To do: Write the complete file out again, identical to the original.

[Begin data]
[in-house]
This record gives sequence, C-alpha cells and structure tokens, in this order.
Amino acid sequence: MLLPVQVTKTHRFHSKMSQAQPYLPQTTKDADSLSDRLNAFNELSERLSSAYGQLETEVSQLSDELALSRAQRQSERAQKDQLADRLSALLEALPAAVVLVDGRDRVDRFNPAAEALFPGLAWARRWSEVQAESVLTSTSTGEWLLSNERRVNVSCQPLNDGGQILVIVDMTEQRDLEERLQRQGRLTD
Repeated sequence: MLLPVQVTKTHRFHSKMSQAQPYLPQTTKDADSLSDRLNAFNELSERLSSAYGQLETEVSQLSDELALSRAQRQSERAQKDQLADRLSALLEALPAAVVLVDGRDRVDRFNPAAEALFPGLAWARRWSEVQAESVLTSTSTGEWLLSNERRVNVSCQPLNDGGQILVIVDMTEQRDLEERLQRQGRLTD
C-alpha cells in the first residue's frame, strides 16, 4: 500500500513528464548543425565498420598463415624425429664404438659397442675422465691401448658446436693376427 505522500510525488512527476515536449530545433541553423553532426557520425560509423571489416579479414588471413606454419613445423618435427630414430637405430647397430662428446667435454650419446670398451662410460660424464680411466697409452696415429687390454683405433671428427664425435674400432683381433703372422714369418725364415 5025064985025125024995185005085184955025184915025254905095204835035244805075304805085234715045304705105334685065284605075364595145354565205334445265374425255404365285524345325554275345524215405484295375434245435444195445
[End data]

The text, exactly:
[in-house]
This record gives sequence, C-alpha cells and structure tokens, in this order.
Amino acid sequence: MLLPVQVTKTHRFHSKMSQAQPYLPQTTKDADSLSDRLNAFNELSERLSSAYGQLETEVSQLSDELALSRAQRQSERAQKDQLADRLSALLEALPAAVVLVDGRDRVDRFNPAAEALFPGLAWARRWSEVQAESVLTSTSTGEWLLSNERRVNVSCQPLNDGGQILVIVDMTEQRDLEERLQRQGRLTD
Repeated sequence: MLLPVQVTKTHRFHSKMSQAQPYLPQTTKDADSLSDRLNAFNELSERLSSAYGQLETEVSQLSDELALSRAQRQSERAQKDQLADRLSALLEALPAAVVLVDGRDRVDRFNPAAEALFPGLAWARRWSEVQAESVLTSTSTGEWLLSNERRVNVSCQPLNDGGQILVIVDMTEQRDLEERLQRQGRLTD
C-alpha cells in the first residue's frame, strides 16, 4: 500500500513528464548543425565498420598463415624425429664404438659397442675422465691401448658446436693376427 505522500510525488512527476515536449530545433541553423553532426557520425560509423571489416579479414588471413606454419613445423618435427630414430637405430647397430662428446667435454650419446670398451662410460660424464680411466697409452696415429687390454683405433671428427664425435674400432683381433703372422714369418725364415 5025064985025125024995185005085184955025184915025254905095204835035244805075304805085234715045304705105334685065284605075364595145354565205334445265374425255404365285524345325554275345524215405484295375434245435444195445